Fifty years ago yesterday, the Little Rock Nine bravely marched into a previously all-white schoolhouse, demanding equality for themselves, and blacks across America. They stood proudly, and showed us that those kids had the power and determination to stand up for what's right, but after five decades, what are the results?
Last week, tens of thousands of supporters rallied around the Jena-6, a group of six black teens that were involved in a fight after another sat under the "white tree" at their high school campus. Nooses were hung from that tree, which led to tensions at the school, erupting in a fight where one white student was injured. The black teens were charged with attempted second-degree murder.
This week, a black-faced lawn ornament that was tied by a noose to a mailbox with a chain around its ankle made news in Toledo, Ohio for being racist. The homeowner claims it had been there for years without causing a disturbance, but Lefty Blogs has a Glass City Jungle post ranked at #1 for the week.
Tomorrow, The "All American Presidential Forum" will air on PBS focusing on minority issues and hosted by black talk show host Tavis Smiley. None of the top republican presidential candidates planned to attend. It seems like republicans want to have black votes, but aren't actually exerting any effort to get them. (TxSharon: We don't have time for your black ass but we'd appreciate your vote)
Locally, although not nearly as serious as The Little Rock Nine, The Jena-6, the black-face lawn ornament or even the republicans opting out of discussions about black issues is Mikal Watts' unveiling of his new website which features a link to his flickr account with the photo below:When there was a brief discussion about the photo last week among the Texas blogosphere, one of the bloggers printed out a screenshot and took it into a meeting he was conducting. By chance, it was made up of 21 black people--all factory workers.
The response was, "ok," when I just held it up and passed it around (a copy without the caption) and said, "I'm doing a little personal test. Tell me what you think of this picture." Then I told them who it was, as nobody knew.
Then the response was, "oh" and "oh, really?" and one, "interesting." Then I passed around one that showed them the caption, and the response ranged from "what an idiot to call us 'last'," to "yeah, blacks are ALWAYS last to politicians, tell me who that is again because I'm not voting for him."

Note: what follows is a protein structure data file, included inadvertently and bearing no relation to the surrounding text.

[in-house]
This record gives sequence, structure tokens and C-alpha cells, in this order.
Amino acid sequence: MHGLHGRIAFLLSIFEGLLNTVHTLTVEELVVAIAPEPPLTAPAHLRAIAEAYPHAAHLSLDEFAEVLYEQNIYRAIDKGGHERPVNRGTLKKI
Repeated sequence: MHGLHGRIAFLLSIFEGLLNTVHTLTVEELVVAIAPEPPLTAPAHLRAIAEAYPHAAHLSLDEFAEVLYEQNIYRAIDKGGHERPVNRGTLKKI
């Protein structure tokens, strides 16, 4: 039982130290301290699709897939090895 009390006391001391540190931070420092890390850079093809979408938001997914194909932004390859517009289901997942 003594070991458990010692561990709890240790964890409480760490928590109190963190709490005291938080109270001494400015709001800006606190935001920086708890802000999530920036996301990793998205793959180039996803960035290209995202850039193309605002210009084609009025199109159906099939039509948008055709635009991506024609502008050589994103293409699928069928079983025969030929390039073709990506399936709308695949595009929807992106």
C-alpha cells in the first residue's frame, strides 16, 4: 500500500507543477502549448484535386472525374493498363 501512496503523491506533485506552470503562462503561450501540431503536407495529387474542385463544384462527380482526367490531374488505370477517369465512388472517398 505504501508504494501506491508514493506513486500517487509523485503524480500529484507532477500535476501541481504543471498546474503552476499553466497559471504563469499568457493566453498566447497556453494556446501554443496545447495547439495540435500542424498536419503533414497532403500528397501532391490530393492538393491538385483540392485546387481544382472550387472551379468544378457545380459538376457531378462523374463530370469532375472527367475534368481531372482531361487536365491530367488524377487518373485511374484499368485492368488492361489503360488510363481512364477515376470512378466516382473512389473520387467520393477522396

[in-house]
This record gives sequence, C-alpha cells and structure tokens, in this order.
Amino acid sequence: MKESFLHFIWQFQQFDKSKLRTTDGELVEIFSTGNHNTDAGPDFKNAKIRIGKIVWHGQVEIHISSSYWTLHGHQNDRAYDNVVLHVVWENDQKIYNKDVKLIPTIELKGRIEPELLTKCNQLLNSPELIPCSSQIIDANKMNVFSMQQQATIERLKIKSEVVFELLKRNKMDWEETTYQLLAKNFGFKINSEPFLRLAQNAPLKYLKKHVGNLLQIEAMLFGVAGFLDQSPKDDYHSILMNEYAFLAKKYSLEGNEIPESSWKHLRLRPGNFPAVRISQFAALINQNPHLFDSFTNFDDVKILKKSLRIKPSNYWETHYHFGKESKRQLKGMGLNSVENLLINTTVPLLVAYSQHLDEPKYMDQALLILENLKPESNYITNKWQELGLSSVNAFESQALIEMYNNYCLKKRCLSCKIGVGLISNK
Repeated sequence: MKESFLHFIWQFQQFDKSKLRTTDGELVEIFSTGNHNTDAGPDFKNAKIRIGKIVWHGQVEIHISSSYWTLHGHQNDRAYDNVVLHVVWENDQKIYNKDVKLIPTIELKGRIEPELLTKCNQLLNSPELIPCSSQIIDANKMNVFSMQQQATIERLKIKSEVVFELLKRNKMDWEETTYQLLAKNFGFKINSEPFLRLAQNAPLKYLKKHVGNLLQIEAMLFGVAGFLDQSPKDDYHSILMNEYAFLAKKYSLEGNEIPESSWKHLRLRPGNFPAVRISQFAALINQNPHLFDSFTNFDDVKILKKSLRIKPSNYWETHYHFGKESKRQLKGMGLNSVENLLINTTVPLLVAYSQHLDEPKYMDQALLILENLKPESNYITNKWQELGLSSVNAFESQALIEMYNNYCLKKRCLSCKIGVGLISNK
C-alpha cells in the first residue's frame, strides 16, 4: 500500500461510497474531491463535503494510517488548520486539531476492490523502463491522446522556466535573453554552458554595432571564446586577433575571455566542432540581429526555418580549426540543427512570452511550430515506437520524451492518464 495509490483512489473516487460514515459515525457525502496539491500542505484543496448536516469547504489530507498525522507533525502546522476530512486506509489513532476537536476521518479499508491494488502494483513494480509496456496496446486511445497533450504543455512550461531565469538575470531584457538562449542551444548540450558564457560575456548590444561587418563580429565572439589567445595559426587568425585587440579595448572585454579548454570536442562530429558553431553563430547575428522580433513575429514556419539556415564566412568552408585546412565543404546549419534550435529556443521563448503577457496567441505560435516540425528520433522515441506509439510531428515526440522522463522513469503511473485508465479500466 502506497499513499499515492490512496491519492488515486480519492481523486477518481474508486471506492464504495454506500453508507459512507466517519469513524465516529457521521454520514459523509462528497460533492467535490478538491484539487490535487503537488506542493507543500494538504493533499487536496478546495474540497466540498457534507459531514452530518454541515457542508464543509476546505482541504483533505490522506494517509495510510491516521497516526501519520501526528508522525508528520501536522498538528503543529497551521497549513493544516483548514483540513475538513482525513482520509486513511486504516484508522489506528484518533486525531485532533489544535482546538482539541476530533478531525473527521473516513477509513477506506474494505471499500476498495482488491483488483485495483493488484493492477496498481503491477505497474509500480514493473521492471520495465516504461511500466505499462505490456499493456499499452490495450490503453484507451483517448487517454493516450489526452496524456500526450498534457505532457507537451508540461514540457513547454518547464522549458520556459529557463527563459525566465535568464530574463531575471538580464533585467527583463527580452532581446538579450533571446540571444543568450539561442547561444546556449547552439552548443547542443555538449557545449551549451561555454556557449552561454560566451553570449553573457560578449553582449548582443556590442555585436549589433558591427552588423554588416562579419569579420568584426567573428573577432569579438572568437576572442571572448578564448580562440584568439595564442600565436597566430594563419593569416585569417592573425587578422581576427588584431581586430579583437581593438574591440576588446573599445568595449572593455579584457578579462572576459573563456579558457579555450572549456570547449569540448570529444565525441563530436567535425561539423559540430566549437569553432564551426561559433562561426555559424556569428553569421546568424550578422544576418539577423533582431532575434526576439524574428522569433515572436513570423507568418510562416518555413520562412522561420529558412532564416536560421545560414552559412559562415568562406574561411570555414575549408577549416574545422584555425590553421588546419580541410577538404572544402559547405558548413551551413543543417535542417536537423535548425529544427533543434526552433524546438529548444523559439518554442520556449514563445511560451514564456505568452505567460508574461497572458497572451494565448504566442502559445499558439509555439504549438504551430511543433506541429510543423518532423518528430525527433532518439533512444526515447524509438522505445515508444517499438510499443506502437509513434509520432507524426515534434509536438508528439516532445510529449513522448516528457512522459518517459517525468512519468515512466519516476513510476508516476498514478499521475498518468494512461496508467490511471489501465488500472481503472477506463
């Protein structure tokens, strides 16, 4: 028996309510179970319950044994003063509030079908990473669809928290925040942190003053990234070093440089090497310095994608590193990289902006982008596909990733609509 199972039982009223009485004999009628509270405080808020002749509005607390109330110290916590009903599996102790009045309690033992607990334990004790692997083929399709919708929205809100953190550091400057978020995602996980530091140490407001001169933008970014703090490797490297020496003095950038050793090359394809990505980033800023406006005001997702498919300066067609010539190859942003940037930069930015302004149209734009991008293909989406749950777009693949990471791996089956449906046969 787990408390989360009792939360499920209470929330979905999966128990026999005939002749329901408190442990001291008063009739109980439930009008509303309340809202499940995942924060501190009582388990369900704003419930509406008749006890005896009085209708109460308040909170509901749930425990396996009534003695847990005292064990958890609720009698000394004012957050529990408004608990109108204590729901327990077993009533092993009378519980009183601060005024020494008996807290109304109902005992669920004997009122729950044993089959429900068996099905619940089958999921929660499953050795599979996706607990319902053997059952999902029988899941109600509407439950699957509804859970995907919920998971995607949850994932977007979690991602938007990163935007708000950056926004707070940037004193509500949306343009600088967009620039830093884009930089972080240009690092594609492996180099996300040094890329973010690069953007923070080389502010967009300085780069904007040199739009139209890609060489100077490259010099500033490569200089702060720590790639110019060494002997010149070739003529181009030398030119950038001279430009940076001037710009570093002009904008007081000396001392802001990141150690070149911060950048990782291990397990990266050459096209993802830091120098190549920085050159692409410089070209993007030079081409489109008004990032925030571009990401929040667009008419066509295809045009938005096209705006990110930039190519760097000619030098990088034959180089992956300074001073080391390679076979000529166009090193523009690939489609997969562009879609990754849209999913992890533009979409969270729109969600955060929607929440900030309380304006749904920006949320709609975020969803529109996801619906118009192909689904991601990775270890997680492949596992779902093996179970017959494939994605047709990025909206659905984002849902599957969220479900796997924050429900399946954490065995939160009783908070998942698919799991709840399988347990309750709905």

Black voters often look for it [racism] when it's not [overtly] there. I was astounded by the results of my little "focus group," which ranged in age from about 29 to about 68.
Maybe that's East Texas black people, maybe it's not. Maybe it's factory workers, maybe it's union people...Maybe to the rest of us, we say "huh," but I believe that black voters--the not overly-political, average voters, who might know how/why politics is done, see something different than we do.
I feel like Watts really shows us how carelessly he expresses how he considers us minorities: "Meeting every last voter" - as if we stand out on the periphery of society where we lack wealth and education. Perhaps we're the last voters, because we're less likely to show up, and Mikal is making an "extra effort" to find us where we may lurk and extend us that handshake to pull us back into civilized voting society?
It's like you're showing off that you delved into our picnics and really got to know us. It almost reminds me of Steven Colbert's black friend, or when George Costanza realized he didn't have any black friends, and solicited his exterminator to dinner with him, just to show that he had at least one, except Mikal, this is far less funny.
If it's a serious effort to come out to understand us, it's appreciated. Attend a forum, really listen to what we have to say. Better yet, don't even realize that we're different, because we're really not. We have mothers and fathers that are looking to retire, sons and daughters planning for college. We pay taxes. We're actually a lot like you.
You and your staff might not have intended it to be taken this way, but such a fleeting carelessness, to those of us who may be less fortunate and "different from you", truly shows how you feel about us in your possible future constituency. If that's the case, count me out. I'm voting for Rick - he's one of us.
View the original flickr photo | Learn about Lieberman's parking job